Like

  9. A significant argument in Danah Boyd’s chapter on Identity is about the different social contexts of different social media sites and outlets. Boyd writes that when a teen chooses to go by different names on different sites, for example, “‘Jessica Smith’ on Facebook and ‘littlemonster’ on Twitter, she’s not creating multiple identities in the psychological sense. She’s choosing to represent herself in different ways on different sites with the expectation of different audiences and different norms” (38). This tends to occur because, naturally, not every social media site is made equally. Inherent in their existence is their difference, thus it is only natural that users will allocate different aspects of their lives and interests to different sites. Boyd writes, “what matters is not the particular social media site but the context in which it’s situated within a particular group of youth. (39)” Basically, not every social media site is going to be utilized the same way – the context is determined by its users. And just because a teen might have a Facebook profile where they interact with friends from their high school and post pictures of themselves and others, and a Tumblr profile under a completely unrelated username posting about their favorite TV show, does not mean that they are in any respect lying about who they are. They just are using different outlets for different means of expression; Boyd writes, “she’s [not] cycling through identities – or creating a segmentation between the virtual and the real – but [she is] switching social contexts and acting accordingly” (41).
    Below is a link to a Justin Bieber twitter fan account under the handle “whoabiebz” and with the name “Justin Bieber Fans.” Clearly there is a real Justin Bieber fan, running this account, interacting with other fans and possibly with the singer. It is also likely that the person behind this account has a personal Facebook on which they post about school, life, work and other social interactions they would share with those they know personally, such as friends and family.

    Like

  10. A section to which I found interest in the Boyd’s article is the one entitled, “Impression Management in a Networked Setting”. In this section on page 48 he claims, “In other words, what we convey to others is a matter of what we choose to share in order to make a good impression and also what we unintentionally reveal as a byproduct of who we are and how we react to others” (48). This section, I think relates to everyone who just gets social media for the first time. You want to constantly like pages and show your friends the diverse things you like and start to spruce your profile up every few weeks with new profile pictures or trip photos, not for you so much, but for your friends to see all the things you are doing. I think as you grow up more you fade away from those ideas. But also the idea of we have control and create this sort of perfect self on the internet if we can so that anyone who searches us sees our “perfect” lives and wants to maybe be friends with us. Now that mostly everyone has the ability to have this social presence we have to now not only be concerned about ourselves, but our image on the internet. And this could almost be looked at like a popularity contests where everyone is entered and the whole world audience are the judges. Although this also opens the door for a lot of business ventures to come in and help people to make their profiles perfect like this site:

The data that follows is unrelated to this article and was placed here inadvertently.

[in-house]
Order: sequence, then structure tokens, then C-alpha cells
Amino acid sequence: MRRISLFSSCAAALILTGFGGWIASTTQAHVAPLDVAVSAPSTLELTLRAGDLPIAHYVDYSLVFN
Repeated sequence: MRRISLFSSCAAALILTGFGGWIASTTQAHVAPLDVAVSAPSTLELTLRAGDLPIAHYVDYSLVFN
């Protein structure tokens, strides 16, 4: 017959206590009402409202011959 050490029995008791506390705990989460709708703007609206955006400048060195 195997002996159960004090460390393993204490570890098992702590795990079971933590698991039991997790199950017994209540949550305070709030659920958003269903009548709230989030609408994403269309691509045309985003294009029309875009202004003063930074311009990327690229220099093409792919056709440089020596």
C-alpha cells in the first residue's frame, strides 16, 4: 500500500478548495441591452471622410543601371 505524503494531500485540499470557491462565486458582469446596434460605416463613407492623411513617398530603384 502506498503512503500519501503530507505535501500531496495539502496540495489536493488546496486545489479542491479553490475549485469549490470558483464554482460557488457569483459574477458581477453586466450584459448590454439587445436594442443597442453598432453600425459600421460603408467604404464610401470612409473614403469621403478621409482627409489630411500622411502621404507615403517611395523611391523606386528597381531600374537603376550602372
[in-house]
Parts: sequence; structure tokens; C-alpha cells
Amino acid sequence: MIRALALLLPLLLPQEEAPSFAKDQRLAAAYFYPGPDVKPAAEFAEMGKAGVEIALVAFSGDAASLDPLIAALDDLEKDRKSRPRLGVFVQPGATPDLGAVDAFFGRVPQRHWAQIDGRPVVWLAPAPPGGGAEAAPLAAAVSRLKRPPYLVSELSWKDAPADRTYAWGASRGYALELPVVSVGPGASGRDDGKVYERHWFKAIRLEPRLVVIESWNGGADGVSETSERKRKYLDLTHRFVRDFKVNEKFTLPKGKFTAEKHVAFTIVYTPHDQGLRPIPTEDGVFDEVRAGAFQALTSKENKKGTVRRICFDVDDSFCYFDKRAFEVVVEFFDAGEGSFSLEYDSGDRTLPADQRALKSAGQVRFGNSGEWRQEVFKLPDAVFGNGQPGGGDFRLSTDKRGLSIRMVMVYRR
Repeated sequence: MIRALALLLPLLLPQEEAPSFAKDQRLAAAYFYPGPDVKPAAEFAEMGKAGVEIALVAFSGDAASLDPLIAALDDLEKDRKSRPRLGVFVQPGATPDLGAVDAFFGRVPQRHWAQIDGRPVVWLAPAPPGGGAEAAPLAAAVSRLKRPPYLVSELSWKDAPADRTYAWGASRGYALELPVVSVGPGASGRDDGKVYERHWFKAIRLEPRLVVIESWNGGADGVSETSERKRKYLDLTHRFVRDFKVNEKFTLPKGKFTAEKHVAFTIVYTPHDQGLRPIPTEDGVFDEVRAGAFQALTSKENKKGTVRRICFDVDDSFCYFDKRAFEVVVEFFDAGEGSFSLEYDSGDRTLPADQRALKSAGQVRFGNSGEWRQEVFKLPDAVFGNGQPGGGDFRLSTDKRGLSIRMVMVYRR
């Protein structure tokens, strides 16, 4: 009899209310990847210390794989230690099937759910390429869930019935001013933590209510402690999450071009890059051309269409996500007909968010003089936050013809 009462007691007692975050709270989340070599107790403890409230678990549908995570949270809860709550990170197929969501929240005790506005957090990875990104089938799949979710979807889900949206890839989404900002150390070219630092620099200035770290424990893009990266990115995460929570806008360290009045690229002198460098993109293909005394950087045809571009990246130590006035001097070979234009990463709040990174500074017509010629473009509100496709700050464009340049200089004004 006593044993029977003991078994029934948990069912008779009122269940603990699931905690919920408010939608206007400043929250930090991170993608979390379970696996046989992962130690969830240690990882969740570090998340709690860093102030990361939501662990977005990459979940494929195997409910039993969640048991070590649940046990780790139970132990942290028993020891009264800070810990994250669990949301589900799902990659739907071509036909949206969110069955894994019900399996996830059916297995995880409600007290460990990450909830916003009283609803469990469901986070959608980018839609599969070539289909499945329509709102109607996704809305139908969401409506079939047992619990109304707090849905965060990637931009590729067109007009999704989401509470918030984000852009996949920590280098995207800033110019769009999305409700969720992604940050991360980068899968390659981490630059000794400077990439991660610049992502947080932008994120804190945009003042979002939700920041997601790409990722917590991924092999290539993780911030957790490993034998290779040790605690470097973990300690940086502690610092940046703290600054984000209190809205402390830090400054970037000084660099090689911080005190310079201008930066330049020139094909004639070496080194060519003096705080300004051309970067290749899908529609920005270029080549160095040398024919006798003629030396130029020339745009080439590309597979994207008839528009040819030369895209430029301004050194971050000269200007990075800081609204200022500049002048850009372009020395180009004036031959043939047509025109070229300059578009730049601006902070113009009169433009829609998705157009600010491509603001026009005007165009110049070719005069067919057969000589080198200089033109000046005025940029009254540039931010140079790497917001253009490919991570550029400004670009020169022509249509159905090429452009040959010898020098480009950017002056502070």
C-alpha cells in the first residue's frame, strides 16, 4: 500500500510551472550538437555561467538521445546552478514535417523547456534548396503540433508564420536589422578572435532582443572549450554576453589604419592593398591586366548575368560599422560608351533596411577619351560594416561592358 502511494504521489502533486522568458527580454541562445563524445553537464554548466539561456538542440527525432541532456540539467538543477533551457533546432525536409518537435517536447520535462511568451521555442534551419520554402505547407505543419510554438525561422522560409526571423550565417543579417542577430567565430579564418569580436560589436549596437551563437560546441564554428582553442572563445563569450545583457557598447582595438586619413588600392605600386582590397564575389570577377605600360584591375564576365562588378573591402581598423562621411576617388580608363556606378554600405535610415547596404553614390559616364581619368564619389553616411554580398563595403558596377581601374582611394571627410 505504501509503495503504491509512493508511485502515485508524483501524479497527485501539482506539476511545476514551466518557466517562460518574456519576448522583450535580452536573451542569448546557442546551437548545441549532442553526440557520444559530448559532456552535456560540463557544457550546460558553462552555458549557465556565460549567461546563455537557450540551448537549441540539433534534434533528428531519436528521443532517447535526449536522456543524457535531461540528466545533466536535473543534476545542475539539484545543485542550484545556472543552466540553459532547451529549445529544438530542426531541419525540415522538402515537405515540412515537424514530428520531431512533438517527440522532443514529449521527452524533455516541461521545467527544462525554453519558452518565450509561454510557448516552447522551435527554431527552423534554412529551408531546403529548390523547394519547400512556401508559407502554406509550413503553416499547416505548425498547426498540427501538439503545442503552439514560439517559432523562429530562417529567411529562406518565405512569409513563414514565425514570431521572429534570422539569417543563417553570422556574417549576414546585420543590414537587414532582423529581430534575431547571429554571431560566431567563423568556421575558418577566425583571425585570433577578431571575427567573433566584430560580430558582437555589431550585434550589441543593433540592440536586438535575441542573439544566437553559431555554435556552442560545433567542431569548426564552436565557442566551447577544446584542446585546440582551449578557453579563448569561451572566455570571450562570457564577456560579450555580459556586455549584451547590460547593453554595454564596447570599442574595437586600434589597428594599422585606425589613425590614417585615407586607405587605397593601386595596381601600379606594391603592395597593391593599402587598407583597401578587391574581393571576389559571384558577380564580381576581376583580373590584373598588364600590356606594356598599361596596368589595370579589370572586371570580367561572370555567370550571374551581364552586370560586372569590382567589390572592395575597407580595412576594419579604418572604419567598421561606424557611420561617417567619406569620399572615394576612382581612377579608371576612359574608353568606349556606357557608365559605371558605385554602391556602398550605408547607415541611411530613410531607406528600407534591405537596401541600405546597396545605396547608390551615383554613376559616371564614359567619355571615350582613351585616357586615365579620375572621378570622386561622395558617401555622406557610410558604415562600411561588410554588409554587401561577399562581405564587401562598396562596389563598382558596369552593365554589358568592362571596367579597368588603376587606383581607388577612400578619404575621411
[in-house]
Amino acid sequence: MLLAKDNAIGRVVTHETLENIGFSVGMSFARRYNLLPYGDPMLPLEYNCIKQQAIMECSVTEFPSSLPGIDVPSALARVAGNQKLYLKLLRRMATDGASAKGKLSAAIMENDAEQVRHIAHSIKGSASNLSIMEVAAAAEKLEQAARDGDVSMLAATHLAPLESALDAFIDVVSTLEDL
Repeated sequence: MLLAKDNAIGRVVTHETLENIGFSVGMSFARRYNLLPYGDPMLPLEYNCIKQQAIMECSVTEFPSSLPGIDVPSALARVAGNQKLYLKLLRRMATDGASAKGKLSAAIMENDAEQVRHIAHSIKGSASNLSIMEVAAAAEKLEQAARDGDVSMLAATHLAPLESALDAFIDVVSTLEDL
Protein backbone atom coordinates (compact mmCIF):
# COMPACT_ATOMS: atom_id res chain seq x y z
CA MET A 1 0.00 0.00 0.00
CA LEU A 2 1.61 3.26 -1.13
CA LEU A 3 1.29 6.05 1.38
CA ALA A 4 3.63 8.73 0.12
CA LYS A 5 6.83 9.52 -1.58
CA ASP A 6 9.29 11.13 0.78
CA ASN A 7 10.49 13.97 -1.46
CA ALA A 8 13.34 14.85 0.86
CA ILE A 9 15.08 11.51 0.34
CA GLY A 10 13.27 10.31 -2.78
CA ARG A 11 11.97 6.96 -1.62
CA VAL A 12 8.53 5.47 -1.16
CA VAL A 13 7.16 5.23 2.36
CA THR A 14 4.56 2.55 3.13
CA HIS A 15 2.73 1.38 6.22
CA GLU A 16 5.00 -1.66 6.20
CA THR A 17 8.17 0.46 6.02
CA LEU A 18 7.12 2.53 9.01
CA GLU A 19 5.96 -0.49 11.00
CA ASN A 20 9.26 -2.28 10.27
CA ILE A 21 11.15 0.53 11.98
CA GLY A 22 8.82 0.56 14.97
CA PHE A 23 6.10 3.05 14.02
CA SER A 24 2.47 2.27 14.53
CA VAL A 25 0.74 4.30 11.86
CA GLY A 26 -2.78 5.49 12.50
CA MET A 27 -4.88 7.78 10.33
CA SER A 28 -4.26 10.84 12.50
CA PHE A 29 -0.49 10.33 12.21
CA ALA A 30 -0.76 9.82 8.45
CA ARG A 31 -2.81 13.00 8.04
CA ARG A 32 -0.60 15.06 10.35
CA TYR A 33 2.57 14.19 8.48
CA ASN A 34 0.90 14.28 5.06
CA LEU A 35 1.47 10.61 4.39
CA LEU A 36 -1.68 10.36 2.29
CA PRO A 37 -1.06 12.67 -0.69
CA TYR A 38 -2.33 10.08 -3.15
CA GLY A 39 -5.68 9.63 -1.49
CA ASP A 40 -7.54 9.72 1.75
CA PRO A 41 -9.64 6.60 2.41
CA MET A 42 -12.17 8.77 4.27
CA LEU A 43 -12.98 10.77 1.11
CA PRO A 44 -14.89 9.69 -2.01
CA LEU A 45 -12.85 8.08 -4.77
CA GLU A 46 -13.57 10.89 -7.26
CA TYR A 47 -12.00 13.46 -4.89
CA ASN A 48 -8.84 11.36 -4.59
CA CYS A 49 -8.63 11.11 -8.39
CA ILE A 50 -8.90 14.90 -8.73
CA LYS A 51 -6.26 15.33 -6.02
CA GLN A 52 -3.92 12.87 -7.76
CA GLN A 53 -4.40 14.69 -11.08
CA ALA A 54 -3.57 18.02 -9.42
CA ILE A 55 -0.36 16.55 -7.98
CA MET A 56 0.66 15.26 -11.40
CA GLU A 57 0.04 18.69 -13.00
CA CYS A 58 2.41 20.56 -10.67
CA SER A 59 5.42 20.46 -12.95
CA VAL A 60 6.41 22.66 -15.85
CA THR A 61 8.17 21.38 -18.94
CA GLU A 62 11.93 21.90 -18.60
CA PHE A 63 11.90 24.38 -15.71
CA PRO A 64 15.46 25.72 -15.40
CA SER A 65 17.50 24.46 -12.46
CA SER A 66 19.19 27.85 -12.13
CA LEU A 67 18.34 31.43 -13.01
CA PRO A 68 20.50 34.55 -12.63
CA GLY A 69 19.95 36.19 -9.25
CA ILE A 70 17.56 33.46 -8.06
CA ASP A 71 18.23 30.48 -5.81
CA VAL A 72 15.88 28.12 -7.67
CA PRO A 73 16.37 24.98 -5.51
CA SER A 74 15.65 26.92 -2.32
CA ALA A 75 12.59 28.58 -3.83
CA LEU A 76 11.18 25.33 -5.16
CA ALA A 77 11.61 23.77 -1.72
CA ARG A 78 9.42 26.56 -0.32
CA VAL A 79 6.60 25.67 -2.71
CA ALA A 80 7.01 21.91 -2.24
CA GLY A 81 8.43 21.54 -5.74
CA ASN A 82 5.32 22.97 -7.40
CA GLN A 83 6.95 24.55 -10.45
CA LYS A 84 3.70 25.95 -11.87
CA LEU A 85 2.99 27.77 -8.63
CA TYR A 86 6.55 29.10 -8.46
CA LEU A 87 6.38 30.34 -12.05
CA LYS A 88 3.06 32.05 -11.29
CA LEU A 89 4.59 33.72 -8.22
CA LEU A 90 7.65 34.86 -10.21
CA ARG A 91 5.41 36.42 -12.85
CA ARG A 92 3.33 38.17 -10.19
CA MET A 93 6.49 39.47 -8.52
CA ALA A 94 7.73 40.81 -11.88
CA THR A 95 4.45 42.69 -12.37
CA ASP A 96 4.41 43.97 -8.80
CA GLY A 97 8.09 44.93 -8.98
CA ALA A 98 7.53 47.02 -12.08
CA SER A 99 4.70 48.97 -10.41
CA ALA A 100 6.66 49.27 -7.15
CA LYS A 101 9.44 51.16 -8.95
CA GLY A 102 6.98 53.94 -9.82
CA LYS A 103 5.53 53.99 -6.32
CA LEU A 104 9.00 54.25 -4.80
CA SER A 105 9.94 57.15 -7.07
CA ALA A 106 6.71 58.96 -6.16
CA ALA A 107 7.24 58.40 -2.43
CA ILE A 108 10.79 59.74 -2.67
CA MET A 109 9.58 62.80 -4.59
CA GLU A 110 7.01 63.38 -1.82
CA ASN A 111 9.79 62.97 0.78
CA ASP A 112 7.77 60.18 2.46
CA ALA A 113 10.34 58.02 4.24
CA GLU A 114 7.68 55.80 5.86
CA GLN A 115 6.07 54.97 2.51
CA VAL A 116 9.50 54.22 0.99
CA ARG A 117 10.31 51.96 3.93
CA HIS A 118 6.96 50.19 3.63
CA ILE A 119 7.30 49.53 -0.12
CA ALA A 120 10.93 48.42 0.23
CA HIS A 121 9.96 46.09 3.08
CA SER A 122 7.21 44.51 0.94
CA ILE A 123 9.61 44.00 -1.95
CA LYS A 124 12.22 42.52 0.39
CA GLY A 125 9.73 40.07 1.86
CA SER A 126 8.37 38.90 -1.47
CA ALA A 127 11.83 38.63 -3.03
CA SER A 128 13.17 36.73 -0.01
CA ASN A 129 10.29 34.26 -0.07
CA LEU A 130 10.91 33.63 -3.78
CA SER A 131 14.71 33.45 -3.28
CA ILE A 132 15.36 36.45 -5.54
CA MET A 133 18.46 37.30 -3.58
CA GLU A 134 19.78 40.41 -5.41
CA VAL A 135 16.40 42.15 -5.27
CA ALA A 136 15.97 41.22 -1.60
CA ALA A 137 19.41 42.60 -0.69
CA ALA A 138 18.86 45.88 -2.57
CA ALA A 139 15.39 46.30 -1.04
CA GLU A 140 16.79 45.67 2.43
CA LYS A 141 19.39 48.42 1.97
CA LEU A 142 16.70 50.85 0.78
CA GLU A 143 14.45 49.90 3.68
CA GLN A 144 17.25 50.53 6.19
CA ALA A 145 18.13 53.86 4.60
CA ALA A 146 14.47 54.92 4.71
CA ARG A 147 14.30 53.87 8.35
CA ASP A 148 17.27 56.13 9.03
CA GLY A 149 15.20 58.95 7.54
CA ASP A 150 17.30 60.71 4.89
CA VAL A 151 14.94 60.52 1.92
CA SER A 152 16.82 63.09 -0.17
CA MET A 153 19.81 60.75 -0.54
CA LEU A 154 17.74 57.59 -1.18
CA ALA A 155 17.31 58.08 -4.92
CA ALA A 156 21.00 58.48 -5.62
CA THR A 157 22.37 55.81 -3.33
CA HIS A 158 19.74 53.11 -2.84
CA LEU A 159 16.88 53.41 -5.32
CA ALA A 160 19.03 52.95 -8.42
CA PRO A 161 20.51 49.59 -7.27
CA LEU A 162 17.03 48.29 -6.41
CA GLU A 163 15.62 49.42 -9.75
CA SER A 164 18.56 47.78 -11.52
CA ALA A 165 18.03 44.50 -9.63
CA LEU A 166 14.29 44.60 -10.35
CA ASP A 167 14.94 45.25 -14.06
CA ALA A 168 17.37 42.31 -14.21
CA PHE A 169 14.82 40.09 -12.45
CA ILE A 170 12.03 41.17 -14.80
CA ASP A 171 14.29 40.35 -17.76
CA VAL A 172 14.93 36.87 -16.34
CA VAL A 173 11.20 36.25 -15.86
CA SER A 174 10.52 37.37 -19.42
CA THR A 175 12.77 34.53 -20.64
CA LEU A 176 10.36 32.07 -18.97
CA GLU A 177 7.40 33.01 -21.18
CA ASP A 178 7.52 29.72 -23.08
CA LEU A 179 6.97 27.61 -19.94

http://getyourtips.com/tips-creating-perfect-facebook-profile-picture/
    It is a simple site giving you tips on how to make the “perfect” Facebook profile picture or even page to show your creative side off.

    Like

  11. I am very interested in what Boyd discussed about self-presentation and impression management in the article. He said: “In other words, what we convey to others is a matter of what we choose to share in order to make a good impression and also what we unintentionally reveal as a byproduct of ho we are and how we react to others… When we interpreting others’ self-presentations, we read the explicit content that is conveyed in light of the implicit information that is given off and the context in which everything takes place.” (p48) Identifying a person according to his/her public posts on social application is so common nowadays. You don’t have to meet someone in person to know about him/her but can infer what kind of person he/she by reading the posts, pictures, comments of his/her friends, etc. However, these contents can be problematic to both the poster and the reader. People who post things online would consider the potential audience. They usually have an intention to make themselves look in a certain way though the reality might not always be the same. Because they know what they post will be judged – just like they will judge others’ posts, either privately or publicly – sometimes some people would hide their true themselves. One of my friends has used Facebook for many years and till recently they finally decided to announce themselves is gender neutral, because they feel safe and comfortable to be judge by their readers. For years, their followers and friends on Facebook have no idea about this but it is indeed a very important part of themselves. For the readers, their understanding of the content might be problematic because their interpretations might be very different from the original thoughts of the posters. With the popularity of social applications people already have many stereotypes in their minds. For example, people who likes to post photos of hanging out with friends in clubs are always social and people who post radical thoughts all the time might be a young cynic. But who can tell what kind of people they are in real life? Maybe the readers would just ignore how sensitive a person can be in real life just because he/she looks very social in these public posts.